Rounding out the Rotation: the Pelicans’ Seventh Man

Published: October 24, 2014

With only four days until the Pelicans’ regular season opener, the top of the team’s rotation is largely set in stone. The team will trot out a back court of Jrue Holiday, Eric Gordon, and Tyreke Evans, a front court of Anthony Davis and Omer Asik, and Ryan Anderson will serve as a lethal first option off of the bench. Collectively, those six players should account for about 200 of the 240 available player minutes for any given game. How Monty Williams plans on dividing up those remaining 40 or so minutes, however, is anything but clear at this point.

Last year, Anthony Morrow was the guy who stepped up as the Pelicans’ most consistent bench option, which became even more important as a result of all of the teams’ injury woes. The player who fills that void this season could have a considerable impact on the team’s chances, whether it be through supplying stability off the bench or helping the roster fight through an injury or two. Let’s take a look at the remaining players on the Pelicans’ roster and attempt to determine who will be the guy to get the lion’s share of those remaining minutes.

Alexis Ajinca

Why he’s the guy: Ajinca arguably showed more improvement throughout the 2013-14 season than any other Pelicans bench player, establishing a decent mid-range jumper and serving as an enforcer inside thanks to his 7’2″ size. The main problem that plagued Alexis was a high foul rate, making him unable to play for long stretches, however, as the team’s 4th big, fouls should not be as much of a concern.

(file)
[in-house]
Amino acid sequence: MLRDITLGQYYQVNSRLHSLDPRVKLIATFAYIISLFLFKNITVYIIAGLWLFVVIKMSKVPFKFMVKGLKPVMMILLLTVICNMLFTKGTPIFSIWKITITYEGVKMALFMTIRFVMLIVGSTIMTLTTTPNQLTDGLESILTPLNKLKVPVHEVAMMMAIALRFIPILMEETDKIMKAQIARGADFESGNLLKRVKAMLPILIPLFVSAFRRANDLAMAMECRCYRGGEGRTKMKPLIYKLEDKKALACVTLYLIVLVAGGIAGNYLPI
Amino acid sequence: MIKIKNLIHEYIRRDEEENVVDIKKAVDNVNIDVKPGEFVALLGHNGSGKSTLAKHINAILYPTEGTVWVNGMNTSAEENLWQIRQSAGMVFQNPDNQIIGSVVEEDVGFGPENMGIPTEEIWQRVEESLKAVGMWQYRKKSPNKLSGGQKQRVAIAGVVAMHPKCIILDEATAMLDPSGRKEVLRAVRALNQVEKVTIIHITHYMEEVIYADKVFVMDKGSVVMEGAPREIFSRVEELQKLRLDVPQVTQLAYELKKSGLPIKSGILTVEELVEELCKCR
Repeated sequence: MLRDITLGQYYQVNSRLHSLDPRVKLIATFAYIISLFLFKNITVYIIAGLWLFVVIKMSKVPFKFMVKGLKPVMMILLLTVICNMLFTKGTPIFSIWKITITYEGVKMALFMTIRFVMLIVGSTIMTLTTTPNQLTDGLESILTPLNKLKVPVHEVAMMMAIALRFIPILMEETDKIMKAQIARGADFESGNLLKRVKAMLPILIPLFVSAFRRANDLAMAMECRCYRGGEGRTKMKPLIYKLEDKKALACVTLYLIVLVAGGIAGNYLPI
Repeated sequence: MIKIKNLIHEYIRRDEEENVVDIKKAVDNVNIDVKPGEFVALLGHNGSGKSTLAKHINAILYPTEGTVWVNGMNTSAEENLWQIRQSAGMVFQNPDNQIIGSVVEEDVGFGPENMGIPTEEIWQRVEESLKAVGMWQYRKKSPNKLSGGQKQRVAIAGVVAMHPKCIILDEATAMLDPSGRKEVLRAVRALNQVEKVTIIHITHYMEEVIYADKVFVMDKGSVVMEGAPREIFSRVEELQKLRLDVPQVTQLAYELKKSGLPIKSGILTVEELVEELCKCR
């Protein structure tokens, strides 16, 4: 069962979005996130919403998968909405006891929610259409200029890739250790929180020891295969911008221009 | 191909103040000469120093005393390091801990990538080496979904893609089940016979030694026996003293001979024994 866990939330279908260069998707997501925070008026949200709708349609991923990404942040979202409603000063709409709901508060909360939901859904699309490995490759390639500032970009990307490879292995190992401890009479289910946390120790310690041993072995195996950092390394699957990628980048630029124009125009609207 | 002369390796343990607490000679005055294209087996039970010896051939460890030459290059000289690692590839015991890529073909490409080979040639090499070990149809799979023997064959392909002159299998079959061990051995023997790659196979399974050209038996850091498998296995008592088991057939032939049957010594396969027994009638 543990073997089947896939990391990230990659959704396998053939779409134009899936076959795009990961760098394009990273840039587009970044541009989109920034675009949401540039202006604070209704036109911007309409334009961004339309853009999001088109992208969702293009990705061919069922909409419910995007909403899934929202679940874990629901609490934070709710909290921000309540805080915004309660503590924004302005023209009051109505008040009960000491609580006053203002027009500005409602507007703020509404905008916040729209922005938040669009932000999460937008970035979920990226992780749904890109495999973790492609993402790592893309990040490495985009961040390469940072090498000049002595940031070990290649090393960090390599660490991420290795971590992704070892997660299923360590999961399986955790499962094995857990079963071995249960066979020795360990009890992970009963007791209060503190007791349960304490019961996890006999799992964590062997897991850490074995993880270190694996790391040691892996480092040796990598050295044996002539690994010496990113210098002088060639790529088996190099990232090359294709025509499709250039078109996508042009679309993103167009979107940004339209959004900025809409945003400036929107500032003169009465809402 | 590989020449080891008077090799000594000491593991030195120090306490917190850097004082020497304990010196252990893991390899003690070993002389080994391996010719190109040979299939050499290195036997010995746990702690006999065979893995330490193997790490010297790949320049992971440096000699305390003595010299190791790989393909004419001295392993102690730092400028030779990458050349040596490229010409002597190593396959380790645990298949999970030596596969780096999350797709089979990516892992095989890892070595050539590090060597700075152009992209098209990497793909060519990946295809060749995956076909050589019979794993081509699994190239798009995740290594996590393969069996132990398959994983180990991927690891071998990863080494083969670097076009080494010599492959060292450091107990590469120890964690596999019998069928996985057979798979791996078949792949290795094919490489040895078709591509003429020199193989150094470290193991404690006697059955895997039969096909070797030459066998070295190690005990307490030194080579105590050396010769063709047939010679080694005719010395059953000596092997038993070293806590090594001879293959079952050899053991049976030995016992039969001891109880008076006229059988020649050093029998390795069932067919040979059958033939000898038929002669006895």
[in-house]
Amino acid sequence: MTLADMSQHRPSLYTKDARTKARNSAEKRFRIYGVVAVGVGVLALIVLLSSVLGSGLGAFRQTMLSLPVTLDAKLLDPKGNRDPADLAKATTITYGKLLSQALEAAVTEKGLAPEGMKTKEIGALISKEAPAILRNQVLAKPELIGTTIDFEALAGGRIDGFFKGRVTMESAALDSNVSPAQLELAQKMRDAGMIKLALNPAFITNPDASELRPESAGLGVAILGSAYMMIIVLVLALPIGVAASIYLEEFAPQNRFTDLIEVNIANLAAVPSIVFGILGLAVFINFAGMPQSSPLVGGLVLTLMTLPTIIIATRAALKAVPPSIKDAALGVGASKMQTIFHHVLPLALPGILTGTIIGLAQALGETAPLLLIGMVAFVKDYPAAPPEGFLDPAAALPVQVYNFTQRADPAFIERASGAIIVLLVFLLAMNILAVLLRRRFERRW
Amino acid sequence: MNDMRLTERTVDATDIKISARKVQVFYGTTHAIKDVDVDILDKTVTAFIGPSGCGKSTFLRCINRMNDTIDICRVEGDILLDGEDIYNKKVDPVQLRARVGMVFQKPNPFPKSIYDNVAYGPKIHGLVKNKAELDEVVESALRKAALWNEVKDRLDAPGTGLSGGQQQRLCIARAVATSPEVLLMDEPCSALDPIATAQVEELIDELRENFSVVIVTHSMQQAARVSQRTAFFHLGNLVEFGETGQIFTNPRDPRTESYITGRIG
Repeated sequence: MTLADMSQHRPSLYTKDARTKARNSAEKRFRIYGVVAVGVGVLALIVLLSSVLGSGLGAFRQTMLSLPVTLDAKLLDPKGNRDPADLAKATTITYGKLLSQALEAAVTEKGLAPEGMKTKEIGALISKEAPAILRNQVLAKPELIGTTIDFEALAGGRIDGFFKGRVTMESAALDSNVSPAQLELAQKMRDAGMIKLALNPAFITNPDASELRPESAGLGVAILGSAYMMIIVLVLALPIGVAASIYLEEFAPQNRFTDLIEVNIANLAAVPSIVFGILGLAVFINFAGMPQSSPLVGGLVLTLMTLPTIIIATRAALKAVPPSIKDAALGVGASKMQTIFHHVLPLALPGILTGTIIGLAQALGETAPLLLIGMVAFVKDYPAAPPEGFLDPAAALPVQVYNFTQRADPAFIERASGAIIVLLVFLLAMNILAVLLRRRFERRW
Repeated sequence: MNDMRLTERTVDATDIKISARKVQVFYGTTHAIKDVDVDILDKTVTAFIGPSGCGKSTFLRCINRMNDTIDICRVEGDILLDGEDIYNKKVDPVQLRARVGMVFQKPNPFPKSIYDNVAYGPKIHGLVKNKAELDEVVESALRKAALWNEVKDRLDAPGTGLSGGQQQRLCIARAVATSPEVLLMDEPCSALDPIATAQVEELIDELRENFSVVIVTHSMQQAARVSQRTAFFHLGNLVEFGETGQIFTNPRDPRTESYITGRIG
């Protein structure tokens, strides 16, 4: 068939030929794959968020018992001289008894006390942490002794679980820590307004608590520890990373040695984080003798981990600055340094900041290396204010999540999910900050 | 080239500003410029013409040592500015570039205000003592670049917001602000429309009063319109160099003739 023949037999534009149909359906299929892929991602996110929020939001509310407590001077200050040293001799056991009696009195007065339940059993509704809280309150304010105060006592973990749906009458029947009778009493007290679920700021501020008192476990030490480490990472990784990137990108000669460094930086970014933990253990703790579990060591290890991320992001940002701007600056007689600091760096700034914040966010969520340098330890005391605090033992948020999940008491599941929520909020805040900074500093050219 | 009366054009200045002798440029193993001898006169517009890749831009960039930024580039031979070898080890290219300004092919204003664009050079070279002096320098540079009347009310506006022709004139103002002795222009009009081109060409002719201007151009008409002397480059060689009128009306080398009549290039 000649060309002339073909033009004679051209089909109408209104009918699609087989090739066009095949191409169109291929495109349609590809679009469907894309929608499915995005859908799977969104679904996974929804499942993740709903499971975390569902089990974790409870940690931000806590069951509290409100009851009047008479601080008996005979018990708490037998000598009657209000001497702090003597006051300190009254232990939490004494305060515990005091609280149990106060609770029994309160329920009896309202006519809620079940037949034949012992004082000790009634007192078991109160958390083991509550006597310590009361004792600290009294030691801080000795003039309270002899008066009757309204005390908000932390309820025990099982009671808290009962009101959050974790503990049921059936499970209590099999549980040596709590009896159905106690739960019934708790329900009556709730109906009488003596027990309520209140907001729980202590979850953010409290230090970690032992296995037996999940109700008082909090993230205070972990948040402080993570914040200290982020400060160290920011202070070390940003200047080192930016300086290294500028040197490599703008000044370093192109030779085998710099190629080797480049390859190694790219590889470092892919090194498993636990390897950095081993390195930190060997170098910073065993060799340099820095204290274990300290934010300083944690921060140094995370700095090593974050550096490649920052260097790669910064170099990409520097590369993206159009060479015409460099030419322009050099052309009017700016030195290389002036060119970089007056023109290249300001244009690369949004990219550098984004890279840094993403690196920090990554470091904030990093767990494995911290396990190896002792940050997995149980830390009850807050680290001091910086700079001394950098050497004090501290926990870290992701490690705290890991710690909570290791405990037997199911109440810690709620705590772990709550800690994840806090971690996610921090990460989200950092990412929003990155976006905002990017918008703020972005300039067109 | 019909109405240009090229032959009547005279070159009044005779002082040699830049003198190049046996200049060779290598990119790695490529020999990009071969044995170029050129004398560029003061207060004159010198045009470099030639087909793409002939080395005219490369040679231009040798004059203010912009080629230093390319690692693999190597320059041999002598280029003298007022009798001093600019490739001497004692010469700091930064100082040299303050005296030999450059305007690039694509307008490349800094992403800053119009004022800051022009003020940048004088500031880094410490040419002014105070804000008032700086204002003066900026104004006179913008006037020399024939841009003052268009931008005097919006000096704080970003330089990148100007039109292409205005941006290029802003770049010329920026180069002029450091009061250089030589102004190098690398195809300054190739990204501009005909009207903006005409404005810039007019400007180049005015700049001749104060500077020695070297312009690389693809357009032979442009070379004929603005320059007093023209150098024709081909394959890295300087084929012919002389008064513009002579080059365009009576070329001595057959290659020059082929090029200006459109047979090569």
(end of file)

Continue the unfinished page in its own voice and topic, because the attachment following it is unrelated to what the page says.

Why he’s not: The trio of Ryan Anderson, Anthony Davis, and Omer Asik will likely gobble up almost all of the available front court minutes, leaving only a few left for Ajinca. The extent of his playing time may depend in part on how many minutes Anderson sees at the small forward position.

John Salmons

Why he’s the guy: Simply put, Salmons is the most serviceable “small forward” on the roster. If Monty Williams decides he wants or needs a more conventional small forward, Salmons has shown more than Darius Miller to this point. Not only can he knock down the perimeter jumper, he isn’t as bad of a wing defender as his age and contract may indicate. It may sound scary, but against elite 3s such as LeBron James, Kevin Durant, and Carmelo Anthony, Salmons may be New Orleans’ best option with more than one eyebrow.
Why he’s not: The Pelicans have shown throughout the preseason that they’re more than willing to play lineups without a true small forward, experimenting with players such as Tyreke Evans, Luke Babbitt, and Ryan Anderson at the position.  The team is willing to play with mis-matches at the position and try to exploit whatever advantages can be gained while remaining confident in its front line of Anthony Davis and Omer Asik. There are more talented players than Salmons on the Pelicans’ bench at this point in the veteran’s career, and the team has the flexibility at full strength to replace Salmons’ minutes with those players.

Jimmer Fredette

Why he’s the guy: The Pelicans lost a key bench contributor in Anthony Morrow last season, and Jimmer’s skill set makes him the natural replacement. Fredette is lights out from beyond the arc, and can also handle the ball fairly well. A lineup of Holiday, Fredette, Evans, Anderson, and Davis would be one of the most dangerous offensive units in the NBA, with an exceptional combination of shooting, dribble penetrating, and offensive rebounding.
Why he’s not: Fredette is a prototypical one-way player, as his defense is well below average at best. He isn’t agile enough to stay in front of most point guards, and isn’t tall enough to consistently contest shots from opposing shooting guards. Given how much Monty Williams stresses defense, a deficiency such as this one could force him out of the regular rotation, especially if the Pelicans’ core proves that they can sufficiently space the floor on their own.

Austin Rivers